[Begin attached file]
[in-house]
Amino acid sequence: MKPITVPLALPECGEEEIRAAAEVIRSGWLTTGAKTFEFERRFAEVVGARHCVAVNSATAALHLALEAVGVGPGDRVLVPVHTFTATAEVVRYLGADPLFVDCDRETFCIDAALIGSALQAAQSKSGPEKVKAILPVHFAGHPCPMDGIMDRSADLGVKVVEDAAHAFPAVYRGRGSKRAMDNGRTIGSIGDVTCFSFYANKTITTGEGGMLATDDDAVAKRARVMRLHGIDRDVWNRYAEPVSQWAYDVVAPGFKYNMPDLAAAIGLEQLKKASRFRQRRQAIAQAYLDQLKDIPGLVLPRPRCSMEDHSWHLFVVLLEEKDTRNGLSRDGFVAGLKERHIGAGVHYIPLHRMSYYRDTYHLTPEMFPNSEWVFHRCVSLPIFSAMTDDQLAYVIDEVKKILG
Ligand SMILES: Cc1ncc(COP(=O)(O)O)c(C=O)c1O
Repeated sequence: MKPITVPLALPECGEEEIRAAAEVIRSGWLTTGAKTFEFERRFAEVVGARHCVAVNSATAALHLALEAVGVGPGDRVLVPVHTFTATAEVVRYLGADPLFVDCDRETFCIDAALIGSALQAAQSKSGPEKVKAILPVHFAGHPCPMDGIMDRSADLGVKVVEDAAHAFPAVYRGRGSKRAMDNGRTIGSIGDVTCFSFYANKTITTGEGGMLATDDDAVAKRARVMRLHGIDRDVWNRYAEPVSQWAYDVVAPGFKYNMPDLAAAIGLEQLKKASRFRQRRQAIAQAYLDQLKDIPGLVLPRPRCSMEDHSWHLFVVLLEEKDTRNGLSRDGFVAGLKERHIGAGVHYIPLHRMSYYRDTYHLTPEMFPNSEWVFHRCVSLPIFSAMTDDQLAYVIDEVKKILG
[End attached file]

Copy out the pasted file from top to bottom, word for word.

[in-house]
Amino acid sequence: MKPITVPLALPECGEEEIRAAAEVIRSGWLTTGAKTFEFERRFAEVVGARHCVAVNSATAALHLALEAVGVGPGDRVLVPVHTFTATAEVVRYLGADPLFVDCDRETFCIDAALIGSALQAAQSKSGPEKVKAILPVHFAGHPCPMDGIMDRSADLGVKVVEDAAHAFPAVYRGRGSKRAMDNGRTIGSIGDVTCFSFYANKTITTGEGGMLATDDDAVAKRARVMRLHGIDRDVWNRYAEPVSQWAYDVVAPGFKYNMPDLAAAIGLEQLKKASRFRQRRQAIAQAYLDQLKDIPGLVLPRPRCSMEDHSWHLFVVLLEEKDTRNGLSRDGFVAGLKERHIGAGVHYIPLHRMSYYRDTYHLTPEMFPNSEWVFHRCVSLPIFSAMTDDQLAYVIDEVKKILG
Ligand SMILES: Cc1ncc(COP(=O)(O)O)c(C=O)c1O
Repeated sequence: MKPITVPLALPECGEEEIRAAAEVIRSGWLTTGAKTFEFERRFAEVVGARHCVAVNSATAALHLALEAVGVGPGDRVLVPVHTFTATAEVVRYLGADPLFVDCDRETFCIDAALIGSALQAAQSKSGPEKVKAILPVHFAGHPCPMDGIMDRSADLGVKVVEDAAHAFPAVYRGRGSKRAMDNGRTIGSIGDVTCFSFYANKTITTGEGGMLATDDDAVAKRARVMRLHGIDRDVWNRYAEPVSQWAYDVVAPGFKYNMPDLAAAIGLEQLKKASRFRQRRQAIAQAYLDQLKDIPGLVLPRPRCSMEDHSWHLFVVLLEEKDTRNGLSRDGFVAGLKERHIGAGVHYIPLHRMSYYRDTYHLTPEMFPNSEWVFHRCVSLPIFSAMTDDQLAYVIDEVKKILG